Almost everyone worries about those dreaded dark spots in their lifetime - that is, sun spots, age spots, liver spots. (haha ;-)) All joking aside, hyperpigmentation and melasma often require serious treatments. And since 1982, the gold standard in dermatologists' offices has been hydroquinone, a potent tyrosinase inhibitor that may also work by inducing cytotoxicity in melanocytes. However, even though hydroquinone has been found in numerous studies to be safe (as mentioned in a 2006 review in the Journal of the American Academy of Dermatology), the ingredient has still been banned in some countries, including France and South Africa, for concerns about increased cancer risk and ochronosis (darkening of the skin) with its use.
With that concern in mind, Stanford University researchers recently developed LumixylTM, a complex of oligopeptides (0.1% w/w) that has been found to significantly inhibit tyrosinase, the rate-limiting enzyme in melanin production. According to a 2009 study in The Journal of Drugs in Dermatology, LumixylTM also improved melasma and overall facial aesthetics in five female participants - a significant finding in such a well-controlled study, though the sample size was small. Still, as researchers report, LumixylTM seems to hold great promise for treating hyperpigmentation and melasma. As I learned in a recent opportunity to interview LumixylTM scientists, the great promise of LumixylTM is the product's ability to "deliver efficacy similar to hydroquinone, without the potential toxicity".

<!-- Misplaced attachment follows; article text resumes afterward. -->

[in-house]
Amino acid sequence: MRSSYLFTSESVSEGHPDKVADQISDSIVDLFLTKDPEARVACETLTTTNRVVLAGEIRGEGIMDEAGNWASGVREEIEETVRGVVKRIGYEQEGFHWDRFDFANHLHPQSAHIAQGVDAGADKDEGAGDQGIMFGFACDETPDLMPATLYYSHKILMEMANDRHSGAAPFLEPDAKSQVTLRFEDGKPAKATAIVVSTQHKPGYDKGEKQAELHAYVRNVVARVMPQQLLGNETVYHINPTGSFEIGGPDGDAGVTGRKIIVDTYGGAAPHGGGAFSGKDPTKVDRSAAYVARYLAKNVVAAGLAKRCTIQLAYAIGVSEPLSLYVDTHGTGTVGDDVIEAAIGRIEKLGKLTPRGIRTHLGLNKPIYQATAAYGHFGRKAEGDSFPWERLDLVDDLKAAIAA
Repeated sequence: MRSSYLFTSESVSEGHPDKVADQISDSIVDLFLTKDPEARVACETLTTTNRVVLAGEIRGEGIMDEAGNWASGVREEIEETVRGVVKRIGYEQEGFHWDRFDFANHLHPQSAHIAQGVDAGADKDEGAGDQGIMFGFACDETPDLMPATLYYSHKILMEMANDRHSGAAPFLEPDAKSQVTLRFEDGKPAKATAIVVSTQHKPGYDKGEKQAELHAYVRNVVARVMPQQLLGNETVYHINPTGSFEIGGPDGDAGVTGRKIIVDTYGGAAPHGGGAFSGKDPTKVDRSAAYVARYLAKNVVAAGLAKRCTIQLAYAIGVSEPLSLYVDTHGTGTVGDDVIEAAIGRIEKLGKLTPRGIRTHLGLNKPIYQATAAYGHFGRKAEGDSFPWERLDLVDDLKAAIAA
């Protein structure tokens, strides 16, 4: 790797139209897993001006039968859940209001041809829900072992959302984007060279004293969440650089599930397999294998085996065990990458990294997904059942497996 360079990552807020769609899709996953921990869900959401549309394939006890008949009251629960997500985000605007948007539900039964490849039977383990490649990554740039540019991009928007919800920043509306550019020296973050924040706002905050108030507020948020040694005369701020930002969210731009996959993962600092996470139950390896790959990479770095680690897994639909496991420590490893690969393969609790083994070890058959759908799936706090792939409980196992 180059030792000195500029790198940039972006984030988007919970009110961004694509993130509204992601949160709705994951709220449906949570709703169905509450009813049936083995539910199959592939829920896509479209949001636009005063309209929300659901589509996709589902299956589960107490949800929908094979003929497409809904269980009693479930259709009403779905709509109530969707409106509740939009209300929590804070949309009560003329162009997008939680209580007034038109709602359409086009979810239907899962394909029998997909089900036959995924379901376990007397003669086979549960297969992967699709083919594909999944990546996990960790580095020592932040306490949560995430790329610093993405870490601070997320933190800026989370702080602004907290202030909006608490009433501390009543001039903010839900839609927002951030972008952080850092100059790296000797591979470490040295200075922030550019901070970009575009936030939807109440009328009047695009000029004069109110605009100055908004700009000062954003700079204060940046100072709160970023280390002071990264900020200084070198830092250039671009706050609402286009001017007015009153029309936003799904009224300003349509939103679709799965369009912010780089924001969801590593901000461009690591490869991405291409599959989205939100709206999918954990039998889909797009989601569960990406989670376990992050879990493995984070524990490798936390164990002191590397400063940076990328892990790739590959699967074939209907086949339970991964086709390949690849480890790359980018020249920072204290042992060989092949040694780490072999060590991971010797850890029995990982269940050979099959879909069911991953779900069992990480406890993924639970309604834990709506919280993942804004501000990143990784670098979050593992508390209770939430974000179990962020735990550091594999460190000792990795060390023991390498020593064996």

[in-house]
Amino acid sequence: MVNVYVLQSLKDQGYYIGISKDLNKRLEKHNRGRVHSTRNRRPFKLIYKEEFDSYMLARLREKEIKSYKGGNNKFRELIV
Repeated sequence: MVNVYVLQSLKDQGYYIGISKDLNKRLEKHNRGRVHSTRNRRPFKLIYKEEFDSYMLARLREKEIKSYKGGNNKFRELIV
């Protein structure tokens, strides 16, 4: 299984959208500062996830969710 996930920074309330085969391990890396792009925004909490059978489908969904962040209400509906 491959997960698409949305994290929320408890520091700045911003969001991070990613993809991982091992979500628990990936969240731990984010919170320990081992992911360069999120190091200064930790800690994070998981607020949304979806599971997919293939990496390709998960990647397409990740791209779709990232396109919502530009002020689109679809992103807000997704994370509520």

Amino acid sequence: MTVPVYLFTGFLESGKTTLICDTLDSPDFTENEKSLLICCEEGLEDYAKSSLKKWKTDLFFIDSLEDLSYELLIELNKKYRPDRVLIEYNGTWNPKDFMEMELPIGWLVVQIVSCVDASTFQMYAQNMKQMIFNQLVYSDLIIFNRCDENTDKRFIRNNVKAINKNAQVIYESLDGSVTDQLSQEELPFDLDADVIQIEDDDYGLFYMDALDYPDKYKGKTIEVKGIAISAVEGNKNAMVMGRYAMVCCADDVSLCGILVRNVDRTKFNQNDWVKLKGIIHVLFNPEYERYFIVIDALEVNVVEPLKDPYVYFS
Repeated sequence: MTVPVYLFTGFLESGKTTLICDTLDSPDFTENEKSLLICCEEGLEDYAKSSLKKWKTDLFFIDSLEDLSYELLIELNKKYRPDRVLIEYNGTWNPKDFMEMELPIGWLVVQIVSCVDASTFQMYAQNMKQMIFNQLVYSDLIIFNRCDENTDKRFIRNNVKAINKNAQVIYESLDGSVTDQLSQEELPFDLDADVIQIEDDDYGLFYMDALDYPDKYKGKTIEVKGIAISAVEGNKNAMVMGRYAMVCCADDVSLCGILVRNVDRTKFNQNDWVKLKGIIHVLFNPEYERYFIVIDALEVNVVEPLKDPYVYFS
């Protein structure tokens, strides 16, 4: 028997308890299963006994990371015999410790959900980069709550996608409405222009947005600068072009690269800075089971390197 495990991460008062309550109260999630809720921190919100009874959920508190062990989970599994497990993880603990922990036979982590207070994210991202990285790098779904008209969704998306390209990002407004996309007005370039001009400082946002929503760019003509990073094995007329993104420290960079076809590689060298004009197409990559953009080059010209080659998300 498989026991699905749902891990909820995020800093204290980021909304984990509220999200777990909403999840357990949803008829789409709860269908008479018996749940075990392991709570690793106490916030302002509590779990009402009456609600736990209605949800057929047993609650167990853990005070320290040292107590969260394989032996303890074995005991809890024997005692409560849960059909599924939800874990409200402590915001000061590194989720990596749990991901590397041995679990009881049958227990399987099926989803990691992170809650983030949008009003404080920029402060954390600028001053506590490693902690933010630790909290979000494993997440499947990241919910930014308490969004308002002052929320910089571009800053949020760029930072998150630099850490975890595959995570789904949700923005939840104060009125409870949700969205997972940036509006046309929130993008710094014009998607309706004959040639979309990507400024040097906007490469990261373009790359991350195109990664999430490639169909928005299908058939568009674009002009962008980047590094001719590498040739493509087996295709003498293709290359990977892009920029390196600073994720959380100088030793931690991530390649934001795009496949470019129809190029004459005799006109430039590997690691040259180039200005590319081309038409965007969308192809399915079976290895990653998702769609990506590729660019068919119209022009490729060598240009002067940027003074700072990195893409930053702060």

Clearly, more research needs to be done before LumixylTM is granted the gold -standard status of hydroquinone for treating hyperpigmentation. Still, the product appears to hold great promise, and it will be exciting to follow it as more research becomes available. It is currently being sold exclusively through participating physicians' offices for $120.00 for a 1 ounce pump.
A special thanks to Lumixyl researchers and Melissa Kelz, PR for providing me with the informative interview.